Thursday, 28 August 2014

Chapter-by-Chapter: The Miserable Mill, Chapter 8

This is a pretty short chapter today so we should get through it quite quickly. Tomorrow we’ve got a double-helping so don’t forget to check back for that as well.

What Happens?

Violet suggests that they run away but Klaus points out that they would be unable to protect themselves against Count Olaf as he needs new glasses and Sunny is just a baby. Klaus figures out that the reason he was acting so strangely was because he was hypnotised. They have no choice but to head to Dr. Orwell’s office but once inside she doesn’t seem too scary. She takes Klaus away to make his glasses and directs the girls to the waiting room, where they quickly realise that all is not as it seems with the receptionist, Shirley.

Thoughts as I read:

The image for this chapter is a closer look at something we saw at the end of the last book. It’s a sign, shaped like a pair of glasses complete with eyes. The name on the sign reads ‘Dr. Georgina Orwell’ which gives us another little literary name play. I’m sure I remembered there being a lot more literary references on my last reread so I’m wondering if I’ve either overlooked some of the ones that have cropped up so far, or if they are more tightly condensed into the later books than I recall.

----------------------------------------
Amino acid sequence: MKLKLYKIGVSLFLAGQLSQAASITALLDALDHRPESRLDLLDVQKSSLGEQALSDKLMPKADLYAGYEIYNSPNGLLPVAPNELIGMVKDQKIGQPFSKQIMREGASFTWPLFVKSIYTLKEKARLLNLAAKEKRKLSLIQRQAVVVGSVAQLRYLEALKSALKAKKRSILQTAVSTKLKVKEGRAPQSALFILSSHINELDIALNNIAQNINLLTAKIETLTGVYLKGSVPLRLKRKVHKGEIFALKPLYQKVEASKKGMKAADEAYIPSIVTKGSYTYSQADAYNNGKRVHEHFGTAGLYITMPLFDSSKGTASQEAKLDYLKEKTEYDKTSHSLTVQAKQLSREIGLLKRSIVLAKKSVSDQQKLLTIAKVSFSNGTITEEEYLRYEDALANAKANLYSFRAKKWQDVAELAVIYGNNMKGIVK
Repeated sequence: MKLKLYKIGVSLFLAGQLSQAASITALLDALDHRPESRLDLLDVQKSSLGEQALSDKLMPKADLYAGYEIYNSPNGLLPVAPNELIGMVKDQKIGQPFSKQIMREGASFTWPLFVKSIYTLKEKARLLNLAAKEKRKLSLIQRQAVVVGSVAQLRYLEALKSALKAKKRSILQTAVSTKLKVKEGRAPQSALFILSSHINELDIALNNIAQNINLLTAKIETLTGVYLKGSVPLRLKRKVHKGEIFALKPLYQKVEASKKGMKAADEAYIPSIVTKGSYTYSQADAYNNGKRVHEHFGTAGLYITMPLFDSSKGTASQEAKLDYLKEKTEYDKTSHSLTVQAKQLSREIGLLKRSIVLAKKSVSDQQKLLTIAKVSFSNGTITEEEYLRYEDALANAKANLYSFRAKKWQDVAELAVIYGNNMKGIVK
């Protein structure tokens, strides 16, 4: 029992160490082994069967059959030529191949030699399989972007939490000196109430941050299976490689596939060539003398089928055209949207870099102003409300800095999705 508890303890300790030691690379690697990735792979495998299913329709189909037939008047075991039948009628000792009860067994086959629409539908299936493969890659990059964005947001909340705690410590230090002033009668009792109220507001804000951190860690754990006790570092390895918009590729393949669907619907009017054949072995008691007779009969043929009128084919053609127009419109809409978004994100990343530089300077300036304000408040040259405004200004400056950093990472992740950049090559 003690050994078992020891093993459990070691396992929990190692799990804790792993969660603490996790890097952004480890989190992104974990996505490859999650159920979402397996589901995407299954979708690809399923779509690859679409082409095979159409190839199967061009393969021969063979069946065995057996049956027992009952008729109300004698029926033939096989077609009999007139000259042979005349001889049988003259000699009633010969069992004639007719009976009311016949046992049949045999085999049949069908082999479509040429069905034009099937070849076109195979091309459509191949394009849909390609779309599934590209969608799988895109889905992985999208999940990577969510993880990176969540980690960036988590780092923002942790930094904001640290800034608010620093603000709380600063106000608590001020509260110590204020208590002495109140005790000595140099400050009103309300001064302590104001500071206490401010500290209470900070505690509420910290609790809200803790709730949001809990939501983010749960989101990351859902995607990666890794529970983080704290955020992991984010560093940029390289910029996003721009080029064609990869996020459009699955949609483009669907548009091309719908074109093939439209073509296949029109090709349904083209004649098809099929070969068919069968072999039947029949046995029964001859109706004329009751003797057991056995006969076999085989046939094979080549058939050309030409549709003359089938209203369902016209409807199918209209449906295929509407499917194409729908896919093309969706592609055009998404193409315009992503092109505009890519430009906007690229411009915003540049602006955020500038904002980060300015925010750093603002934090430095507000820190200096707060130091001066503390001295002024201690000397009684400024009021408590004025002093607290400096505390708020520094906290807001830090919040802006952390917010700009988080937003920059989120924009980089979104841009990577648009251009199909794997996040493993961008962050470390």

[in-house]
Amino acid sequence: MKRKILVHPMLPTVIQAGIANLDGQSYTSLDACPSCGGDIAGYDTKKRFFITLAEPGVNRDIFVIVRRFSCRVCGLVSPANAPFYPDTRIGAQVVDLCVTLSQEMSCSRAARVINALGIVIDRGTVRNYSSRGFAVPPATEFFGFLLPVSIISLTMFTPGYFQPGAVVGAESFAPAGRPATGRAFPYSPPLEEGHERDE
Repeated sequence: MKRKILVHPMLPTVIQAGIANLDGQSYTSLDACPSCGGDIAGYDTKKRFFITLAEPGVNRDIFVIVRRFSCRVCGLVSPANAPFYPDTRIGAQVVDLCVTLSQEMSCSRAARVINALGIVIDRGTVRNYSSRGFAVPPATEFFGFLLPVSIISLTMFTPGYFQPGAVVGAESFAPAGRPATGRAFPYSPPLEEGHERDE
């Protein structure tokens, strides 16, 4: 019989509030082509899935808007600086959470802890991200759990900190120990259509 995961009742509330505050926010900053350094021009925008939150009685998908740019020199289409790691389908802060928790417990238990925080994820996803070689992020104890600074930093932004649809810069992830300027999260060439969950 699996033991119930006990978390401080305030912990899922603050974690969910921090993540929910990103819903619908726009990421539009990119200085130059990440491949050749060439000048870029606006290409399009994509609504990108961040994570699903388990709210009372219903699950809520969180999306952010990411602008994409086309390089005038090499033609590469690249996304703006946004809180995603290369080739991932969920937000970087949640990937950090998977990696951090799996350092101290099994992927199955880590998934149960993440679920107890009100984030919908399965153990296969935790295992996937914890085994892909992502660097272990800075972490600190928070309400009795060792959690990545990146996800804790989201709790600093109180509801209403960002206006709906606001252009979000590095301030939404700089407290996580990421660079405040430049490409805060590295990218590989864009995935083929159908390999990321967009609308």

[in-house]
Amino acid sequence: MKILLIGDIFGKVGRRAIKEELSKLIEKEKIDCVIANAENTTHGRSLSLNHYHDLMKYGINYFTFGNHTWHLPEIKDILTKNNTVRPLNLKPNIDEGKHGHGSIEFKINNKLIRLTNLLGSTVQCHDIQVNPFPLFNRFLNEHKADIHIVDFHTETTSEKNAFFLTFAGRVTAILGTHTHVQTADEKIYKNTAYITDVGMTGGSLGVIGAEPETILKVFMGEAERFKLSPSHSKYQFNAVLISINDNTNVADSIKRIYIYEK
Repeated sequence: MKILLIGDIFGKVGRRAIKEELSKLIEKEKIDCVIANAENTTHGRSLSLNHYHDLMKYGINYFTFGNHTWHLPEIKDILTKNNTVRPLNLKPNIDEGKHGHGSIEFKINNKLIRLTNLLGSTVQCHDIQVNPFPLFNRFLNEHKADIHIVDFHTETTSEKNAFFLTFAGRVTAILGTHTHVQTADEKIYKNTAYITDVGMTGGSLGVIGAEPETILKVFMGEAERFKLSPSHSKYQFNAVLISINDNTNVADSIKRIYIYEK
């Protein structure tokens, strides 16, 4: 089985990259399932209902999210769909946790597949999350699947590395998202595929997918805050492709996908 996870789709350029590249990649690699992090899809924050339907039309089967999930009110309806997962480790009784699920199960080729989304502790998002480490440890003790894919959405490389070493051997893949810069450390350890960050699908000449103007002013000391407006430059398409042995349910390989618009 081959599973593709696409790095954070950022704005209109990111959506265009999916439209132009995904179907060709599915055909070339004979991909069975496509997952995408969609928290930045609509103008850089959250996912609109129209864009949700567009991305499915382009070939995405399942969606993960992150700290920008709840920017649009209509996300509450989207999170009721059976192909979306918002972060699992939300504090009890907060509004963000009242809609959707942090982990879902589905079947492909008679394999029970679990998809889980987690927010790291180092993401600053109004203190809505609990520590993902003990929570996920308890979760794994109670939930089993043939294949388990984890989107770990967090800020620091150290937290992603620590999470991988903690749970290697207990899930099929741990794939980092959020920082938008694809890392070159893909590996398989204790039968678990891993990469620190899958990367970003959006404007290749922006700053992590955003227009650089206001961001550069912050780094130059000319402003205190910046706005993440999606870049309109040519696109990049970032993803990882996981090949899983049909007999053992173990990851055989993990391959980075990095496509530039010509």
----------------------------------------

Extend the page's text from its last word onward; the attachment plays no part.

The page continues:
The one good thing about the recent events is that it has allowed all three Baudelaires to escape, momentarily, from Lucky Smells Lumbermill. Violet’s thinking much the same way as I am right now. She suggests that they could run away, especially given their newfound knowledge of the lumbermill industry, though I hate to say it, I doubt that any other lumbermill would operate in quite the way the Lucky Smells does!

Klaus questions how they would protect themselves against Count Olaf. Violet points at that they’ve done just fine so far, though Klaus again shoots her down by pointing out that one of them is a baby and the other one can’t see very well at the moment. He does have a valid point. It would all end up resting on Violet’s shoulders, as she already seems to think it does. Klaus thinks things will be best if they get him some new glasses and then see what happens.

Violet tries to get Klaus to remember what happened when he went to Dr Orwell’s but all he remembers is telling Charles he didn’t want to go. Sunny says “Ha!” to this, which means “Ha!” Is this a sign that Sunny is starting to speak the same sort of language as everyone else? We’ll have to wait to find out because Violet pushes Klaus to remember.

All Klaus knows is that he was unaware of anything until he came to at the lumbermill after injuring Phil. Then he says the magic words “It’s as if I were hypnotized”. Violet is a little bit sceptical but Klaus insists that it explains everything and details what he read in Encyclopedia Hypnotica the previous year. There’s a story about an Egyptian king who did chicken impressions when someone said “Ramses!” and a Chinese merchant who played the violin when someone said “Mao!” and:

“A man who lived in England in the nineteen twenties was hypnotized. All the hypnotist had to do was shout ‘Bloomsbury!’ and he suddenly became a brilliant writer, even though he couldn’t read.”